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Exit Devices

Building codes are very specific when it comes to exit devices. They cover every aspect from how to install exit devices/crash bars, what type, how far the activator must extend across the door, what doors must be outfitted with them, what doors must have fire-rated devices, and the list goes on. While it can seem complicated, suppliers such as VonDuprin have made it simple for commercial customers by creating exit devices that are flexible and variable and meet national standards. One feature to consider when choosing an exit device/crash bar is the need for a dogging feature. Essentially, the dogging feature allows the locking nature of the crash bar to be over-ridden and the door left unlocked, or able to function as a regular locking door.

The nature of an exit device is such that it allows the door to which it is applied to remain locked at all times. However, anyone on the interior side of the door can open the door easily and quickly simply by pressing on the crossbar, crash bar or touch pad, depending on the type of device it has. This increases a commercial building’s level of security but still allows those on the inside of the building to escape quickly during an emergency, such as a building fire.

Many exit devices come with a dogging feature. The feature is activated by using a hex wrench or even an ordinary key. When the mechanism is dogged, the crash bar is inactivated and the door works just like an regular push-pin style door. A dogging feature is useful during periods of time when it might be inconvenient for a door that is normally locked from the exterior to remain locked. One example of this is when an outside group is renting space in a commercial building and must be able to enter and exit frequently and freely but building owners do not wish to loan out keys to the building in the interest of long-term security.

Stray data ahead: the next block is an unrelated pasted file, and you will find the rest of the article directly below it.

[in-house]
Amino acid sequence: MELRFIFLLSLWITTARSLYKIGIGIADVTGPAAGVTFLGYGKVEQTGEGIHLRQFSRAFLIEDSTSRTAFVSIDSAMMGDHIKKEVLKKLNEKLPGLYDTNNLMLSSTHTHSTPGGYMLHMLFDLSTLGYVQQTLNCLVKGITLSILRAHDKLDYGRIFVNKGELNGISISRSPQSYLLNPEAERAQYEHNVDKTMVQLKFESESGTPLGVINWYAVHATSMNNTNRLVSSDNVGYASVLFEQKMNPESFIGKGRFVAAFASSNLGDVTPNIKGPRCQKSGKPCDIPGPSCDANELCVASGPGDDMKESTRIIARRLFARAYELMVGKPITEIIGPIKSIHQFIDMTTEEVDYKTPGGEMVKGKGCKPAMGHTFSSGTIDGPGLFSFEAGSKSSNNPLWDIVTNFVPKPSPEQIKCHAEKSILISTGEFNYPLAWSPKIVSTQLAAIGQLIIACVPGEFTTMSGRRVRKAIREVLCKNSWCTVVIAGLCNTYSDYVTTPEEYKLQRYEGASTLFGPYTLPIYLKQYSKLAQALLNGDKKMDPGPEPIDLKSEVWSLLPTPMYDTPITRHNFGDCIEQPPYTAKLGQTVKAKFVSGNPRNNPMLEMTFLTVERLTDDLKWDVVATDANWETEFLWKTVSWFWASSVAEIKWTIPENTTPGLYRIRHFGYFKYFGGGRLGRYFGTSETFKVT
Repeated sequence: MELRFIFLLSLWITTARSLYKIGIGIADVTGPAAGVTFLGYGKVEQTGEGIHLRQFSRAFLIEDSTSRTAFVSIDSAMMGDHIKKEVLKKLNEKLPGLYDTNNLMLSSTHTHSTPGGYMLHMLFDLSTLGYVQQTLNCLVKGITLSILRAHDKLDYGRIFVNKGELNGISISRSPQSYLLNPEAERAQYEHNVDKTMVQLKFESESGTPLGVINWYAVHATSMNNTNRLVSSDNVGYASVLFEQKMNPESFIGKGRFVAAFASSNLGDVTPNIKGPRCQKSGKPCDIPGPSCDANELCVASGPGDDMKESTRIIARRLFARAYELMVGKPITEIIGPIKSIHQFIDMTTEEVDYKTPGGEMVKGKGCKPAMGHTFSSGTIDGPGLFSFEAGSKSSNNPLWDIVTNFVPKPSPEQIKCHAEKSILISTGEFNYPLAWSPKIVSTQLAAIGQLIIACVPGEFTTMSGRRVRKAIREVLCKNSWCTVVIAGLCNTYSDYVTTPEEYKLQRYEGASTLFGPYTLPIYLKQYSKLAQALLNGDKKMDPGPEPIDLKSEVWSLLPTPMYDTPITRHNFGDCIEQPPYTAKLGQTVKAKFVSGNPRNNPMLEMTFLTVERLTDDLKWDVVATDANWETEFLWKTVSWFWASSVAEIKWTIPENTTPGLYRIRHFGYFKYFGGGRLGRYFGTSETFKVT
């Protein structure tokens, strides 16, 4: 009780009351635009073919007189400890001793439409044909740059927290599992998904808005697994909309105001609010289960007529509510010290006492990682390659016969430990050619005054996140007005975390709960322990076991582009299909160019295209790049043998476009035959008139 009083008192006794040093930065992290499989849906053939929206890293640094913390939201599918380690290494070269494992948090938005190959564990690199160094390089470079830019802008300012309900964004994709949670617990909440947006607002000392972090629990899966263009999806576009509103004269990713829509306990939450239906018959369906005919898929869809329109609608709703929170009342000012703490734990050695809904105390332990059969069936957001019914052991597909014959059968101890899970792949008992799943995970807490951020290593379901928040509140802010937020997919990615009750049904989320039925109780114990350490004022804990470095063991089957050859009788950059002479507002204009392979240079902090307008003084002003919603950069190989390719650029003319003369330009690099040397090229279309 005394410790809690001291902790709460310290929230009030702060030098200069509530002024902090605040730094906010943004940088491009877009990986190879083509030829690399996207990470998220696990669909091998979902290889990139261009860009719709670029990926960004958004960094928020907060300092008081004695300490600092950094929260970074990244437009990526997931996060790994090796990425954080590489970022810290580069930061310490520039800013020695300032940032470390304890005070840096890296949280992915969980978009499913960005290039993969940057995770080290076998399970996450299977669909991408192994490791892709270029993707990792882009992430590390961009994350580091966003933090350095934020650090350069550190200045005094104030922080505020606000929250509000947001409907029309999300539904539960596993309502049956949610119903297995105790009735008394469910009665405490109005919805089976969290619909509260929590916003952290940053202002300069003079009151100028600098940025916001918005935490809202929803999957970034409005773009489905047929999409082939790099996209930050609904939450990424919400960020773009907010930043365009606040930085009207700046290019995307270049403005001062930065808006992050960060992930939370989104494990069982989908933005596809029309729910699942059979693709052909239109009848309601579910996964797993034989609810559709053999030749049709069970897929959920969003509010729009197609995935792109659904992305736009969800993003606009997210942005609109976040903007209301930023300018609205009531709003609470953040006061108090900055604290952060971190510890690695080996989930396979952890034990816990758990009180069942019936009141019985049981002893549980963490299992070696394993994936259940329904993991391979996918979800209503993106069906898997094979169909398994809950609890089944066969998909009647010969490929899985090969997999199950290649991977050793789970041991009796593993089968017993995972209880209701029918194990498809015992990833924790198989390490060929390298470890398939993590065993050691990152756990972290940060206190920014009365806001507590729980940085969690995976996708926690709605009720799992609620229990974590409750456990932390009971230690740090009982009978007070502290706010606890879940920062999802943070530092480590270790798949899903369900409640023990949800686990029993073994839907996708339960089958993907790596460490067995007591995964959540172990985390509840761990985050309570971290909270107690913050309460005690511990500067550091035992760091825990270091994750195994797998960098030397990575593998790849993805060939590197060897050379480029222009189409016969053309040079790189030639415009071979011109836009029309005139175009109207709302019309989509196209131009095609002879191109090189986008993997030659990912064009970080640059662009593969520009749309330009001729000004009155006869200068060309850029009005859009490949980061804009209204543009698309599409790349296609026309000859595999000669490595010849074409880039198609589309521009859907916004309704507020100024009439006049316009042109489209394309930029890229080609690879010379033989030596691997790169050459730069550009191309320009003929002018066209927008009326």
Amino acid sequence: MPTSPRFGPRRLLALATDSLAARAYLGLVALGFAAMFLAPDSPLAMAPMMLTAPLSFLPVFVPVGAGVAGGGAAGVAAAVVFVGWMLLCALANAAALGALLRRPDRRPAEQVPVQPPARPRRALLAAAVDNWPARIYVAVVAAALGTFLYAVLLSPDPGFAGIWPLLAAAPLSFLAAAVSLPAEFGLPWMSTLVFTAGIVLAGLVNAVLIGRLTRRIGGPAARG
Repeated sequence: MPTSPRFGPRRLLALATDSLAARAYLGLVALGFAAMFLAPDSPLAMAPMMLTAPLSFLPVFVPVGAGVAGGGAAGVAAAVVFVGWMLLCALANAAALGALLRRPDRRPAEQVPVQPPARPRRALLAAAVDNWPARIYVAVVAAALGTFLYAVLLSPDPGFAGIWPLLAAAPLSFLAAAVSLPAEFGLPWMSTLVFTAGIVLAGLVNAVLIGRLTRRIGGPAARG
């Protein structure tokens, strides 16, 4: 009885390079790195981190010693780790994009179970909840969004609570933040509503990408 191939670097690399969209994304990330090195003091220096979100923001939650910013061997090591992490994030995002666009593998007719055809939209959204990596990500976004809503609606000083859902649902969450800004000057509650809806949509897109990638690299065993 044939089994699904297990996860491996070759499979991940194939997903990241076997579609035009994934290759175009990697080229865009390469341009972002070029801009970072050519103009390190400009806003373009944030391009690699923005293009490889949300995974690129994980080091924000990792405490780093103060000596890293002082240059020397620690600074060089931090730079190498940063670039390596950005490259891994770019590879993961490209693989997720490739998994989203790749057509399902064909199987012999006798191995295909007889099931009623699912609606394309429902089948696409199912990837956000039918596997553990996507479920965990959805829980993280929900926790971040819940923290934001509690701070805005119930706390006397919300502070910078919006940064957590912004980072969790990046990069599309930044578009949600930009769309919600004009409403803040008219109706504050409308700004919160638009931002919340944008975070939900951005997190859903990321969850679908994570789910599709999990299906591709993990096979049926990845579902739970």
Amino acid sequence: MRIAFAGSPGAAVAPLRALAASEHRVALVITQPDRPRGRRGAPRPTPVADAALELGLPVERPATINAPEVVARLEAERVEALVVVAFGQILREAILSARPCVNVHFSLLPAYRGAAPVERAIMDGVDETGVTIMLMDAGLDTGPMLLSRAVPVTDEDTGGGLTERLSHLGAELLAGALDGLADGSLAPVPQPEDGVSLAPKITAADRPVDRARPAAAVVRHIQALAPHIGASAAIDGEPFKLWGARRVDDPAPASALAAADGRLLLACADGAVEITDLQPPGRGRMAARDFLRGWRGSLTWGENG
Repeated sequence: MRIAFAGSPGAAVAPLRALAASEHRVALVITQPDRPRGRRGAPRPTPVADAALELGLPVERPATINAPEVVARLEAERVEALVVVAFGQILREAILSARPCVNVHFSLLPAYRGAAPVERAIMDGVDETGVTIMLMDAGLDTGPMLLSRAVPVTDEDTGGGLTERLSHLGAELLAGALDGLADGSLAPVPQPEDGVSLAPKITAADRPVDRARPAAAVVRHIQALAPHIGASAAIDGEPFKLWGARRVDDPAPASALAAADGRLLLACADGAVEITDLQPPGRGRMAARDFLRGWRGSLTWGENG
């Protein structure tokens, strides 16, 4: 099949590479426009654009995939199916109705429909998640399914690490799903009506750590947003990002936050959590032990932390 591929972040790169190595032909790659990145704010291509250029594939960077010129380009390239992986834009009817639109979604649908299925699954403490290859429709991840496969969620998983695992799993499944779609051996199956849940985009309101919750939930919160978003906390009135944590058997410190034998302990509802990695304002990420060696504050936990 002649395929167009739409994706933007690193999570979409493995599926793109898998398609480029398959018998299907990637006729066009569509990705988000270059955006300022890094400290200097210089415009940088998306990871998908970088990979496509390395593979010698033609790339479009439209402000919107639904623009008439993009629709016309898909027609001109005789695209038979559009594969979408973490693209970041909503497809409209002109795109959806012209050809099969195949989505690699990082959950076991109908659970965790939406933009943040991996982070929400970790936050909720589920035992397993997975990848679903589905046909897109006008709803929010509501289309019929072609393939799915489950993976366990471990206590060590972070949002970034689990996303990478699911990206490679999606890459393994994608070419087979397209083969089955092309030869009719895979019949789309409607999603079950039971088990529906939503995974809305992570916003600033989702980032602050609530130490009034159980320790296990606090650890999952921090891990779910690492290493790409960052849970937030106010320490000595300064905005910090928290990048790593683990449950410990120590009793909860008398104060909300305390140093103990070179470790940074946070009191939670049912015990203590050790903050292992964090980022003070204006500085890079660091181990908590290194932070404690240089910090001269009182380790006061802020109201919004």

In this type of situation, the dogging feature can be activated. Renters/users can come and go out of that one door freely (usually with the expectation that they visually monitor who is entering the building.) No other doors need be used, and no keys have to be distributed. Once the renters have left the building, the dogging feature can be deactivated and the door remains locked again. Not every door needs to have an exit device with a dogging feature, especially if building owners are worried about compromising building security due to tampering with dogging devices or accidentally forgetting to deactivate a dogging feature. Von Duprin exit devices are manufactured with and without dogging features, so choices are flexible.

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